Polecat Weed

Storyteller Chuck Stead spins us a timely tale of early spring

By March we kids knew that winter was nearing its end. The chickadees that survived the cold, the snow, and the long nights were now dancing around wet Hemlock trunks, picking for food and singing a song that declared “Spring is com—ing!” Deer now dug through the melting snow and found last season’s acorns while the squirrels desperately tried to remember where their hidden nut stash was. But most remarkable was the skunk cabbage. Down along the cold wetlands we kids found the thick nub of skunk cabbage surrounded, halo-like, by the melting snow. The skunk cabbage begins to heat up through the frozen ground. By the time it breaks the surface its warm cabbage heart has melted an opening in the snow crust.

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Ricky Cramshaw and I were sent up along the Ramapo River to find some new cabbage hoods, (which are called spathes) brownish with a purple, shell-like pod and splotched with a green splatter. We were to yank a few of them from the cold earth and bring them back to Grandma Cramshaw. Ricky’s grandmother woke up with a nagging toothache and wanted the cabbage for a remedy. We walked up river under the railroad trestle and into a low lying place just below the well field. Sometimes a few skunk cabbages could be seen here. As we stepped through old broken ice and felt the spongy earth below our boots, I entirely forgot about our mission upon spotting some mink tracks. Mink tend to print their tracks in sets of two, toes spread like little hand prints. I wanted to see what the mink was up to so I followed the tracks back to the water.

Ricky shouted, “Here’s some!”

I looked at him over in the wetland, pulling off his gloves and hunkering down to grab a brown-hooded pod. Walking over to him I spotted another little splotched spathe in an open snow hole. I pulled off my gloves, squatted and wrapped my hands around the warm, hooded pod and yanked upward, landing on my butt. I grabbed the skunk cabbage nub and pulled as hard as I could, but this cabbage must have been hanging onto a boulder underground. I gave up and walked over to help Rick with his. We wrapped our hands together, counted to three and pulled straight up. Then, with a sucking sound followed by a deep gurgling, a long, pale, slimy root came up out of the earth and popped free. By now, after wrestling with this brown-headed, purple pod, its pungent odor (for which it is named) was so strong we could taste it in back of our teeth.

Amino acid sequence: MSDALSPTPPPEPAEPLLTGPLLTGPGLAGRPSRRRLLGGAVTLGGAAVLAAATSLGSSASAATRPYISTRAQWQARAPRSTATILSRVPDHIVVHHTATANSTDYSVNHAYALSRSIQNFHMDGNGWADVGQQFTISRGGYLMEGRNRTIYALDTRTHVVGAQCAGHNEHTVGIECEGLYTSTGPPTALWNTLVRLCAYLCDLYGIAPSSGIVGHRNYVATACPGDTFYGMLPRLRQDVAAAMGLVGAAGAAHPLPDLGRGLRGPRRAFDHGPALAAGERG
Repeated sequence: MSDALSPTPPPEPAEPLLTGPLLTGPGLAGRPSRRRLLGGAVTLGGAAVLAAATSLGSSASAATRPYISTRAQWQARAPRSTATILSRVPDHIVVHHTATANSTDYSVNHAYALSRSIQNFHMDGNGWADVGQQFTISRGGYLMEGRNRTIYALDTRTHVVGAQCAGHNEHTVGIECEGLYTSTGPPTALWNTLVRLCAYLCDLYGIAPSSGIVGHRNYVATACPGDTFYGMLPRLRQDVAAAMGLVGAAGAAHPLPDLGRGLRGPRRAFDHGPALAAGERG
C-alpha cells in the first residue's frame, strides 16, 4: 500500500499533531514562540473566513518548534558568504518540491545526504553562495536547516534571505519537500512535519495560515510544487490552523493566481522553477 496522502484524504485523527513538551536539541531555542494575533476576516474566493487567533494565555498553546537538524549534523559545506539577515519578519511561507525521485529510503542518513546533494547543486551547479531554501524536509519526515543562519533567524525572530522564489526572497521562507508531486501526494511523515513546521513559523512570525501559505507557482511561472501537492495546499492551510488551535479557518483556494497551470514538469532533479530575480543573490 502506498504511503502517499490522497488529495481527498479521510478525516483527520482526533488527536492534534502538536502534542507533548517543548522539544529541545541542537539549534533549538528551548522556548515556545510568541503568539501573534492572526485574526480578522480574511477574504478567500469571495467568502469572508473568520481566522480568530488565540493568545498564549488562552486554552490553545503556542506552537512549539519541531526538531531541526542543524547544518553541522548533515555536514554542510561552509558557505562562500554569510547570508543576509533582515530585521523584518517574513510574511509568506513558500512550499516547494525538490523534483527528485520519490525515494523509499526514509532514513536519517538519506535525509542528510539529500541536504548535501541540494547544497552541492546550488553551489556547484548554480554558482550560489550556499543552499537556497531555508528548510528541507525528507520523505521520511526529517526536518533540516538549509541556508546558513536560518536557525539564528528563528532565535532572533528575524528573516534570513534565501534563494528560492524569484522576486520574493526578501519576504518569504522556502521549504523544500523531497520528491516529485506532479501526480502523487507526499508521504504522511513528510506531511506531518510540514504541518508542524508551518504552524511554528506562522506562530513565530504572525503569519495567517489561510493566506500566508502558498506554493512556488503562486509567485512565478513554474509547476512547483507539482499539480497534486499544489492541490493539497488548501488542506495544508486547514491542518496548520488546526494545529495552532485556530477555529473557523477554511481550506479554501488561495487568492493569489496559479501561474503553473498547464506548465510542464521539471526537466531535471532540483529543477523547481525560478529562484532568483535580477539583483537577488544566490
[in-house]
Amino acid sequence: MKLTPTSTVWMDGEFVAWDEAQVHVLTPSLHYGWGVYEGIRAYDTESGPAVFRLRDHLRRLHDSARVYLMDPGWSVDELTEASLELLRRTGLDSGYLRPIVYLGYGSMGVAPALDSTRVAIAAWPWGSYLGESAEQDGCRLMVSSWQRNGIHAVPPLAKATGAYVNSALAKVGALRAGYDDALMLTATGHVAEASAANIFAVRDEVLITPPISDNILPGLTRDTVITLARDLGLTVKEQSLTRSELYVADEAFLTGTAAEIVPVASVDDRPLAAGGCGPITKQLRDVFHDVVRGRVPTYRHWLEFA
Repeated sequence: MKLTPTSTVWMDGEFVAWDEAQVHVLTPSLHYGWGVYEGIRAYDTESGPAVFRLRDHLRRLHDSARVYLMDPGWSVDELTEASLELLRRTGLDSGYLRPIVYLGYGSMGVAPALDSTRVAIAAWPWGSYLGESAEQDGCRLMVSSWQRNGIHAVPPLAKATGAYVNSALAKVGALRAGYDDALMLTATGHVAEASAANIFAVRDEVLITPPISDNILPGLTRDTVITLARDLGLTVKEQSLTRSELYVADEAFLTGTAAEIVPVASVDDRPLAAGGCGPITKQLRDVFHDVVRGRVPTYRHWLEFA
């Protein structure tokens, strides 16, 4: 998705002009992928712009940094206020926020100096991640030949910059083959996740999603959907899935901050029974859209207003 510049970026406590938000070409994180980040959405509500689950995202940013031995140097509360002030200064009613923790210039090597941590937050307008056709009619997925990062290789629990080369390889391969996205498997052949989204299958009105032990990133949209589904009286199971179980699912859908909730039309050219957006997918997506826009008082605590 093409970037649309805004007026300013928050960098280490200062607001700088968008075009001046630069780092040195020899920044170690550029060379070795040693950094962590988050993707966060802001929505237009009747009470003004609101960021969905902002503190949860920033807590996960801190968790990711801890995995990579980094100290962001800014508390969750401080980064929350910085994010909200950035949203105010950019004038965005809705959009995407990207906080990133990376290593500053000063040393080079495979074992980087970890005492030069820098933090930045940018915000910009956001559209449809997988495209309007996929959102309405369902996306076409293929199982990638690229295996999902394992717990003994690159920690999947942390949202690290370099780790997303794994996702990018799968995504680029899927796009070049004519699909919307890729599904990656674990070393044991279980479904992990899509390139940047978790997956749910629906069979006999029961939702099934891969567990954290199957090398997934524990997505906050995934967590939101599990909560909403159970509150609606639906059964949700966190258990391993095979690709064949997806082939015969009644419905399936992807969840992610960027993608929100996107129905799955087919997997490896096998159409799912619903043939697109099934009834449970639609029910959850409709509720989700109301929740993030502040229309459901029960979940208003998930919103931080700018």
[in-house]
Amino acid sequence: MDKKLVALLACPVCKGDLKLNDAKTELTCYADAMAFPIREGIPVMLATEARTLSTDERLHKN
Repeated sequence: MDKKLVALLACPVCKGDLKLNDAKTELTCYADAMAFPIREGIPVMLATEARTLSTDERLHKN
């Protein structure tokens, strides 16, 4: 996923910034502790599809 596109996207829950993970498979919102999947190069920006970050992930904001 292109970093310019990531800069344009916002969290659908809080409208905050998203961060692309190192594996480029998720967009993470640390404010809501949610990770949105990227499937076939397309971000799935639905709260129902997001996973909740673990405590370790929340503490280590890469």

I said, “Why does she want these?”

“She got a toothache.”

I looked at the gangly pod and root in our hands and I said, “Doesn’t she know about the dentist?”

He shook his head and said, “She won’t go to Doc Yankee.”

“Doc who?”

“Doc Yankee: she calls him that ‘cause he yanks teeth out of your head.”

So we took the skunk cabbages, spathe and root, muddy and cold back to his grandmother. The old woman chopped them up on a board near her sink and soon the whole room was deeply skunk-scented, even her pig monster dogs wandered back into the house and crawled under the furniture. She slid the mess of stinking, slimy skunk cabbage into a bowl and then set it on her kitchen table. Then, standing over the bowl, she inhaled the cabbage stench once, twice, and then a long, deep, third time. She touched her cheek and smiled, the toothache was gone. She looked at us and said, “Now that’s good Polecat Weed!”

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